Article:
A Swedish researcher has identified a new species of cichlid fish in the Xingu river drainage in Brazil.
Cichlids are fish species belonging to the family Cichlidae, one of the most popular fish families in the fishkeeping hobby. They live in fresh and brackish waters, and can be found in Asia, Africa, Central and South America.
A paper, published in the journal Zootaxa, describes the newly identified species called Krobia xinguensis.
This fish was discovered in 1964 by Harald Schultz who sampled three specimens in the Batovi river, a headwater of the Xingu river in Mato Grosso. But it has remained undescribed until now.
“K. xinguensis is described from localities in the headwaters and in the lower part of the rio Xingu,” wrote Dr. Sven Kullander of the Swedish Museum of Natural History, the sole author of the paper.
“It is distinguished from the other two species in the genus, K. guianensis and K. itanyi, primarily by deeper caudal peduncle, and details of the color pattern, including contrasting interorbital stripes and a small dark spot anteriorly on each side of the lower jaw.”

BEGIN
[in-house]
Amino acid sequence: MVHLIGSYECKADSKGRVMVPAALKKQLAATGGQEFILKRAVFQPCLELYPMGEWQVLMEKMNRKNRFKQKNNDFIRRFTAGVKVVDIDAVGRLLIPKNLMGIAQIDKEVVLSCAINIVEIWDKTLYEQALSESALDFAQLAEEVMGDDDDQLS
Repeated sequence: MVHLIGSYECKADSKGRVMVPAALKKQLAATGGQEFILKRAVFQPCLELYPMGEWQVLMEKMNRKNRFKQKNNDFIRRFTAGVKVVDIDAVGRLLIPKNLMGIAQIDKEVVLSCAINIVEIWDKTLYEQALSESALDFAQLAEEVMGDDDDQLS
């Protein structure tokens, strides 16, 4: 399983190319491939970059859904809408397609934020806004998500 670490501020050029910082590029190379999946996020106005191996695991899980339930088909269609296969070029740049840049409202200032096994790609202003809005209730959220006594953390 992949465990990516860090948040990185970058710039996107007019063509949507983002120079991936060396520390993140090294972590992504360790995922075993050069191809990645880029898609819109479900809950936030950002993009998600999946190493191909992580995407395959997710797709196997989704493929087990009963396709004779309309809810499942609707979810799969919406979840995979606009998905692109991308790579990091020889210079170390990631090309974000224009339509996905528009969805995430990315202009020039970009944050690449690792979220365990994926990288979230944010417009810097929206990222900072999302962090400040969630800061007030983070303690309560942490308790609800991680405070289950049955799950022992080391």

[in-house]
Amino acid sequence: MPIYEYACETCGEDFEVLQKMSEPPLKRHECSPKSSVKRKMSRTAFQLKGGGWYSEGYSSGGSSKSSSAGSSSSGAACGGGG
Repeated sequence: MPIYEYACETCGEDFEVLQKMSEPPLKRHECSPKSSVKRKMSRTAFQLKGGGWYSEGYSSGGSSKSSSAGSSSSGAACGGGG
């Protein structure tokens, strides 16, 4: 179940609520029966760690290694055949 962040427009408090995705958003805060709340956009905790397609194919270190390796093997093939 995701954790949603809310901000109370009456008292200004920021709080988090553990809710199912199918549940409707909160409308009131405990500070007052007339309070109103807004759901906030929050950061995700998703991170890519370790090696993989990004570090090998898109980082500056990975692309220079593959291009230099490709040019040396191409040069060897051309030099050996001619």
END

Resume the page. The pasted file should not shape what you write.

K. xinguensis measures about 6 cm (2.4”). Sexes are very similar, with slightly shorter soft dorsal and soft anal fins, and pelvic fin in females.
“Upper lip, lachrymal, part of cheek, anterior and posterior margins of opercle, and pectoral axilla red or orange,” Dr. Kullander described. “Bases of most flank scales marked with short red or orange vertical stripe.”
The species name xinguensis refers to the Xingu, the river basin inhabited by this fish.
“The presence of a species of Krobia in a southern tributary of the Amazon is interesting in the light of a limited number of genera with representatives on the Guiana and Brazilian shields only, but absent from other parts of the Amazon basin as well as the rest of South America,” Dr. Kullander wrote in the paper.
The author also noted that K. xinguensis is now available from the ornamental fish trade, where it is handled as Krobia “Red cheek” or similar expressions, emphasizing the red markings on the head and anterior side in living specimens.